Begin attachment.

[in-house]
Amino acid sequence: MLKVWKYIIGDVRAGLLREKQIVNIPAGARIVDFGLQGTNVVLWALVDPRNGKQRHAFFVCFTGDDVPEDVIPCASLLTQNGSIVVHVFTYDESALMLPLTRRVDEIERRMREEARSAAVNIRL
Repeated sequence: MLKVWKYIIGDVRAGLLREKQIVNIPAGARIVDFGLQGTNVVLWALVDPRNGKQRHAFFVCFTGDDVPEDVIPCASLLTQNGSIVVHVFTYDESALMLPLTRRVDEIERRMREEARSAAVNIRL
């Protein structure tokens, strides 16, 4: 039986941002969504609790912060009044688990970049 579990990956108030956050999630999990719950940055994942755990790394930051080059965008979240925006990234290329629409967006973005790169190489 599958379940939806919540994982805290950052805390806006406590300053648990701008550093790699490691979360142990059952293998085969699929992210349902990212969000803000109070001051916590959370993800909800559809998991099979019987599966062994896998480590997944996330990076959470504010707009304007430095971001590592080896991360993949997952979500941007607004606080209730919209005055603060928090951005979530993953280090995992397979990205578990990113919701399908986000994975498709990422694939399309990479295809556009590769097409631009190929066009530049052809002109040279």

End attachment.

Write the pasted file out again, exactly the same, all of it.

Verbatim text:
[in-house]
Amino acid sequence: MLKVWKYIIGDVRAGLLREKQIVNIPAGARIVDFGLQGTNVVLWALVDPRNGKQRHAFFVCFTGDDVPEDVIPCASLLTQNGSIVVHVFTYDESALMLPLTRRVDEIERRMREEARSAAVNIRL
Repeated sequence: MLKVWKYIIGDVRAGLLREKQIVNIPAGARIVDFGLQGTNVVLWALVDPRNGKQRHAFFVCFTGDDVPEDVIPCASLLTQNGSIVVHVFTYDESALMLPLTRRVDEIERRMREEARSAAVNIRL
């Protein structure tokens, strides 16, 4: 039986941002969504609790912060009044688990970049 579990990956108030956050999630999990719950940055994942755990790394930051080059965008979240925006990234290329629409967006973005790169190489 599958379940939806919540994982805290950052805390806006406590300053648990701008550093790699490691979360142990059952293998085969699929992210349902990212969000803000109070001051916590959370993800909800559809998991099979019987599966062994896998480590997944996330990076959470504010707009304007430095971001590592080896991360993949997952979500941007607004606080209730919209005055603060928090951005979530993953280090995992397979990205578990990113919701399908986000994975498709990422694939399309990479295809556009590769097409631009190929066009530049052809002109040279």